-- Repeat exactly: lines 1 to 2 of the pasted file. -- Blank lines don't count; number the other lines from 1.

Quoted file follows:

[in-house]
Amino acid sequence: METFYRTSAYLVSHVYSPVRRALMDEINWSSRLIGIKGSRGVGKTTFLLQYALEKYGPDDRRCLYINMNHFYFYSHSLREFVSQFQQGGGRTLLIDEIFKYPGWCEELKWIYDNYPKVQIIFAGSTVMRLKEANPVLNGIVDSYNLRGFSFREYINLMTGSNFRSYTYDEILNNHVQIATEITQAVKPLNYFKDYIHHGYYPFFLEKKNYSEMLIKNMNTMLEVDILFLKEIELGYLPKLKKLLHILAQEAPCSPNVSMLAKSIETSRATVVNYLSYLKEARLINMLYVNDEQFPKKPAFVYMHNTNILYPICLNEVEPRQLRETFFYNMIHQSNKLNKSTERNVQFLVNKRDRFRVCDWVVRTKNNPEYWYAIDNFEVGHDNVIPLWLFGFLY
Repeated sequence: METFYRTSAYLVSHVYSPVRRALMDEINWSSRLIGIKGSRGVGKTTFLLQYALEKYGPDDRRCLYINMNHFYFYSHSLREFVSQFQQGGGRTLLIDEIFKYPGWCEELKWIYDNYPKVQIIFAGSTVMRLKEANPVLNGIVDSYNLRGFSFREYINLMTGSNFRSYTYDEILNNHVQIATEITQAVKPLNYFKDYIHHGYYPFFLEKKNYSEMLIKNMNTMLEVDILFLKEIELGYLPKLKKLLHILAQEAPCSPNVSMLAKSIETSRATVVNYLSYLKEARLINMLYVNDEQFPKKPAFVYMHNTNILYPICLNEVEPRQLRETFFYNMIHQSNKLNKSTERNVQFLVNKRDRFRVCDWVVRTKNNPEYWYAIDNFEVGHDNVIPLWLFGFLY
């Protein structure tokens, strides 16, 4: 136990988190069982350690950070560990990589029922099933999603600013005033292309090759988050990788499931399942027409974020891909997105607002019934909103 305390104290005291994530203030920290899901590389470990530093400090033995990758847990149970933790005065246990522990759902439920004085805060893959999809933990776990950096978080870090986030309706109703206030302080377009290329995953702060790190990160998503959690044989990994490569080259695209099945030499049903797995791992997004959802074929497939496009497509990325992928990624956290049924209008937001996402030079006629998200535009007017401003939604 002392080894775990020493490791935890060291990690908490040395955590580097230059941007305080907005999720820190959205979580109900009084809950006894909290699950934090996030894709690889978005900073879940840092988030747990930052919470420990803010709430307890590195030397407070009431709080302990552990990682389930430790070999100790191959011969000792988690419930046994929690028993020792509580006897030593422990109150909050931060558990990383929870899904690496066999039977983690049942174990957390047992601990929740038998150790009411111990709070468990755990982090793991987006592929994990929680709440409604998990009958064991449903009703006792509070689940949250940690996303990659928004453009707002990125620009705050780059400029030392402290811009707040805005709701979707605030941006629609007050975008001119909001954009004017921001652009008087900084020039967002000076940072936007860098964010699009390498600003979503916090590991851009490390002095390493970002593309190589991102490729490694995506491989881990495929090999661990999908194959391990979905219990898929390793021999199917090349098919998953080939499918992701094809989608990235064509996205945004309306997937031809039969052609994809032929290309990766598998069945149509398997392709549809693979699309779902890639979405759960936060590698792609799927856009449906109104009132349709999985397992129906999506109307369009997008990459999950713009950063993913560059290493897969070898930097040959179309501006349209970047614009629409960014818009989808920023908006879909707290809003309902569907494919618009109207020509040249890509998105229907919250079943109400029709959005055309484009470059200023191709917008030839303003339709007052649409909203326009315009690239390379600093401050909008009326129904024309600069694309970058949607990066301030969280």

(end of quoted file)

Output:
[in-house]
Amino acid sequence: METFYRTSAYLVSHVYSPVRRALMDEINWSSRLIGIKGSRGVGKTTFLLQYALEKYGPDDRRCLYINMNHFYFYSHSLREFVSQFQQGGGRTLLIDEIFKYPGWCEELKWIYDNYPKVQIIFAGSTVMRLKEANPVLNGIVDSYNLRGFSFREYINLMTGSNFRSYTYDEILNNHVQIATEITQAVKPLNYFKDYIHHGYYPFFLEKKNYSEMLIKNMNTMLEVDILFLKEIELGYLPKLKKLLHILAQEAPCSPNVSMLAKSIETSRATVVNYLSYLKEARLINMLYVNDEQFPKKPAFVYMHNTNILYPICLNEVEPRQLRETFFYNMIHQSNKLNKSTERNVQFLVNKRDRFRVCDWVVRTKNNPEYWYAIDNFEVGHDNVIPLWLFGFLY